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Nikon GP-N100 GPS Unit for Nikon 1 V1 Digital Camera
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- Supported cameras - Interchangeable lens format cameras with multi accessory ports
- Acquired data - Latitude, longitude, altitude, time information (UTC)
- Update rate - Once per second
- Data format - NMEA (National Marine Electronics Association) 0183 version 3.1
- Geodesics - WGS84
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The Nikon GP-N100 GPS Unit attaches to the camera's accessory hot shoe. The GPS uses the USB interface and draws its power from the camera body. The unit provides latitude, longitude, altitude and time information (UTC). It has a 3.0 - 40 sec satellite acquisition time, depending upon whether it's being started hot or cold. The device supports the Assisted GPS (A-GPS or aGPS) feature.
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Test 1: Inside my house, a two story, I was on the first floor and not near a window. I did not time it but both GPS's took a minute or two to determine location on first use. (I have not used the GeoPic in over a year.) After uploading to my computer I used PhotoMechanic to do the map location. The GP-N100 was spot on, the GeoPIc was off by about 12 feet.
Test 2: Outside on a golf course tee box near my home, open to sky. The GP-N100 acquired within 2-3 seconds, the GeoPIc 5-6 seconds. Using PhotoMechanic again for the maps, both GPS's were dead on for the location in one corner of the tee box.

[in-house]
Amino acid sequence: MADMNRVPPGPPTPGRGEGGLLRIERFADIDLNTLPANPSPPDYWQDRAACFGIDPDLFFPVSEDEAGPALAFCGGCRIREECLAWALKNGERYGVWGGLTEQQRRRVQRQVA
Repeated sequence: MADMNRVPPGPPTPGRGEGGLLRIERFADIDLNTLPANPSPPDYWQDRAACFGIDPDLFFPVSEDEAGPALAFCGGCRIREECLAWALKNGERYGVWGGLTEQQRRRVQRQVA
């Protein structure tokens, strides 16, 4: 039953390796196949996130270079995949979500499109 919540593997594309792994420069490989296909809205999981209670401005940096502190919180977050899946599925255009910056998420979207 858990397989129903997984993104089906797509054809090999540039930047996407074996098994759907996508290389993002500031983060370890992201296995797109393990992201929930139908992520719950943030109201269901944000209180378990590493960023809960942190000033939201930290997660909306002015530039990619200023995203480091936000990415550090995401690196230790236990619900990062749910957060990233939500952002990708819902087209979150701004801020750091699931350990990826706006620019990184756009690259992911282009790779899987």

I am taking a trip soon going down the coast of South Carolina, and am looking forward to using both of these GPS's so I can easily identify photo locations in the future. Something else I like about the GP-N100 is it is very compact and light. With that special connector on the Nikon V1 it also does not require a cable connection as is required on the GeoPIc/D3. I highly recommend this GPS, especially at the great price I got from Amazon of $105.
It does not seem to run the battery down very fast on my V1 but of course the V1 does have the big battery.
I have been pretty diligent about updating the satellite file every two weeks so I cannot comment on how it operates when the sat file is out of date.
For me it was worth the money. Now I don't have to fool around with trying to geocode pictures from my GPS tracks.
I would also encourage the seller to include the tracking number of the item. Mine was delivered past the quoted time frame.
I have a tendency to forget to use it because I often leave the flash on the camera, and you can't use both at the same time. This is definitely the down side of the product, which is really more of a problem with the camera. But buyers should be aware of this.
It is very small and light, so it is not a problem traveling with it. The biggest problem is for people who tend to lose things, because it is so small you are at a risk.
(1) the time it takes to lock onto a signal is often unacceptably long.
(2) the unit will fail to lock onto a GPS signal in many indoor areas--so much so that I consider it "for outdoor use only," and find it a surprising stroke of luck when it acquires a lock indoors. The unit hasn't ever locked onto GPS while indoors in less than about 3 minutes.
(3) since the unit uses the hot shoe, it doesn't permit the simultaneous use of a flash. This is an important consideration, and, IMO a major design flaw (though it is nice to have the unit fully powered by the camera's long-lasting battery, obviating any need for the hassle/degenerative lifespan of rechargeable batteries or the cost/environmental impact of disposable batteries.
(4*) The unit is rather large and makes the camera somewhat awkward to store with its protruding head. The unit could've been made smaller (please see NOTE below).
*NOTE: Though I am an engineer, I don't have enough expertise with this type of system to claim this as fact; it's just my (educated) opinion.